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Fedora rolls out new desktop

By   |  November 25, 2008

The Fedora project has released Fedora 10, six months after the release of Fedora 9.

The new release, codenamed Cambridge, has a number of new features and improvements including better networking control and the latest developments from the Gnome and KDE projects. It also has built-in virtualisation and better package management.

One of the areas that will be noticeable for its changes will be the much-improved network management tool, which is still Network Manager but has had a few additional tweaks. One of the cooler of these is the new “instant on” collaboration. Essentially this means that a Fedora machine with an internet connection can easily share this connection with other computer users in the same area. It’s a pretty cool feature for short-term networking.


Also included this time around by default is the KVM (kernel-based virtual machine) hypervisor. Unlike Fedora 9 and Red Hat 6, which included KVM as an optional extra, it is included by default in Fedora 10. KVM’s inclusion in this release probably has a great deal to do with the fact that Red Hat bought KVM maker, Qumranet back in September.

While Red Hat doesn’t control Fedora as such it is the primary sponsor and a great deal of the work done by the Fedora community eventually finds its way into releases of Red Hat Enterprise Linux.

KVM is also an interesting inclusion as KVM is already part of the Linux Kernel tree, unlike other virtualisation technologies such as Xen.

On the desktop interface side, Fedora includes both Gnome 2.24.1 as well as KDE 4.1 and the various additions that those bring.

Also, unlike Ubuntu, which decided to leave 3.0 out of its 8.10 release at the end of last month, Fedora 10 includes the latest version of the office suite. The decision by Ubuntu was made because of 3.0 being released late and too close to the release of 8.10. It wasn’t a popular decision among users, however.

Fedora, on the other hand, has had time to integrate into its latest release.

Putting the boot in

Networking and desktop apps aside, the objective of most Linux distributions at this time is to reduce boot times as much as possible. Fedora’s approach is Plymouth which is a completely new graphical boot sequence to replace the RGHB in previous releases. The idea is that Plymouth starts earlier the RGHB did – even before the root system is mounted – and doesn’t require n X server to run. Hopefully this will give the boot process a noticeable boost.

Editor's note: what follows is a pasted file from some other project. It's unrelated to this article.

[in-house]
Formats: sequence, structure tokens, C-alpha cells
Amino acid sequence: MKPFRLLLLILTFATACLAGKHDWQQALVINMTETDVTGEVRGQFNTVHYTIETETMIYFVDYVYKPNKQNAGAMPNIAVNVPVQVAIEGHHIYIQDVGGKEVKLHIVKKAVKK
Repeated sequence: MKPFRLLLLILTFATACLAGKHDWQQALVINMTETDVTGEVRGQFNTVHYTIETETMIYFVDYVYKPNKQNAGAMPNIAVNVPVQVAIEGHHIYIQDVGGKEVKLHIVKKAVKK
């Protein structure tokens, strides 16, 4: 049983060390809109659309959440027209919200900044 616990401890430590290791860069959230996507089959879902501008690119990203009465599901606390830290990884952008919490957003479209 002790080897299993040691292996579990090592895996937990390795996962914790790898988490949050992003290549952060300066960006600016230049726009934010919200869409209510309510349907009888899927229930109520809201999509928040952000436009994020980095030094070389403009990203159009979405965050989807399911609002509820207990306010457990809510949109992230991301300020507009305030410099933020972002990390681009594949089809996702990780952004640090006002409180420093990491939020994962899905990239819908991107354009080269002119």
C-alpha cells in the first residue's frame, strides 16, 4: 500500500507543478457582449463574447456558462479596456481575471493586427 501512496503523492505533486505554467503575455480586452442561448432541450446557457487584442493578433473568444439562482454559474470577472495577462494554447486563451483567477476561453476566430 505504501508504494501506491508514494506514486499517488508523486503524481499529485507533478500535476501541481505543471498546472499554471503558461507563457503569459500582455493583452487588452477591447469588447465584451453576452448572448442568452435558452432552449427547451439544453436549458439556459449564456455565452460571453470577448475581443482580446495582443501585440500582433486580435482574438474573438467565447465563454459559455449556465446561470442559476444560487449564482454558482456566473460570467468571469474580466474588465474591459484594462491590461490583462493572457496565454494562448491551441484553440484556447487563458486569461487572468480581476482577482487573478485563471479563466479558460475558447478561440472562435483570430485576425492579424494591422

There are some requirements to display graphics during boot up, however, but there is also a fallback text mode for those systems without the requirements. The Register reports that the system works on ATI Radeon cards right now but that support for integrated Intel graphics chips was “pulled at the last minute”.

Package management is also improved in this release of Fedora, in specific through the use of PackageKit which debuted in Fedora 9. The latest release of the software has been enhanced to assist users in finding additional software they may need. For example, if specific codecs are required to play a media file, PackageKit ought to be able to assist and find the necessary files. Although in its initial stages, Fedora project lead Paul Frields believes this will lay the foundation for applications being able to find other types of code including things such as fonts, drivers and even other applications.

A full list of Fedora 10 downloads can be found here. Local mirrors such as and didn’t have copies available at time of writing although they are likely to appear in the next couple of hours.


3 Responses to “Fedora rolls out new desktop”

  1. Hawk
    November 26th, 2008 @ 7:49 am

    It looks really awesome I must say, I have been following the progress of this project quite closely. Will hopefully download it when becomes avaliable on the local mirrors…

  2. Abhishek Singh
    November 30th, 2008 @ 2:06 pm

    It’s really awesome and I’m using it.

  3. Christopher Brunsdon
    December 3rd, 2008 @ 11:06 pm

    I’m an Ubuntu user and must say impressive. Tempted to give it a go in VirtualBox.

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